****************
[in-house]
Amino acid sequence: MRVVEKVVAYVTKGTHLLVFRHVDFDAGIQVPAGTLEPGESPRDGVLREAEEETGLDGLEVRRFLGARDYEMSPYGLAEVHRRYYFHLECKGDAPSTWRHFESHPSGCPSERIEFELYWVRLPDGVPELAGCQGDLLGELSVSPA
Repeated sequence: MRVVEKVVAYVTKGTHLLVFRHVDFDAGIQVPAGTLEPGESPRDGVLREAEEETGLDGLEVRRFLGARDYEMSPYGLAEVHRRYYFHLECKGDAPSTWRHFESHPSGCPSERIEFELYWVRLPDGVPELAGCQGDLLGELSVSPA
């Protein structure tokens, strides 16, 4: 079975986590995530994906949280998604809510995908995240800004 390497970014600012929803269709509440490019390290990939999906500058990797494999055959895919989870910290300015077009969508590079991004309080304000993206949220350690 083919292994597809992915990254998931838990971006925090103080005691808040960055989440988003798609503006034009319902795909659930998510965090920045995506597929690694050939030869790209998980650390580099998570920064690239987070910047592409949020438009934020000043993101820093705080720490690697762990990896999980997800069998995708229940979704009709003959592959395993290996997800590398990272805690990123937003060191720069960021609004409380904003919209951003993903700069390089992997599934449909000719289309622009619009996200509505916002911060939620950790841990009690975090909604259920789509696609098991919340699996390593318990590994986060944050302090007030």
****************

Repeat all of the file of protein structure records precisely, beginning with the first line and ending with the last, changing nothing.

[in-house]
Amino acid sequence: MRVVEKVVAYVTKGTHLLVFRHVDFDAGIQVPAGTLEPGESPRDGVLREAEEETGLDGLEVRRFLGARDYEMSPYGLAEVHRRYYFHLECKGDAPSTWRHFESHPSGCPSERIEFELYWVRLPDGVPELAGCQGDLLGELSVSPA
Repeated sequence: MRVVEKVVAYVTKGTHLLVFRHVDFDAGIQVPAGTLEPGESPRDGVLREAEEETGLDGLEVRRFLGARDYEMSPYGLAEVHRRYYFHLECKGDAPSTWRHFESHPSGCPSERIEFELYWVRLPDGVPELAGCQGDLLGELSVSPA
């Protein structure tokens, strides 16, 4: 079975986590995530994906949280998604809510995908995240800004 390497970014600012929803269709509440490019390290990939999906500058990797494999055959895919989870910290300015077009969508590079991004309080304000993206949220350690 083919292994597809992915990254998931838990971006925090103080005691808040960055989440988003798609503006034009319902795909659930998510965090920045995506597929690694050939030869790209998980650390580099998570920064690239987070910047592409949020438009934020000043993101820093705080720490690697762990990896999980997800069998995708229940979704009709003959592959395993290996997800590398990272805690990123937003060191720069960021609004409380904003919209951003993903700069390089992997599934449909000719289309622009619009996200509505916002911060939620950790841990009690975090909604259920789509696609098991919340699996390593318990590994986060944050302090007030």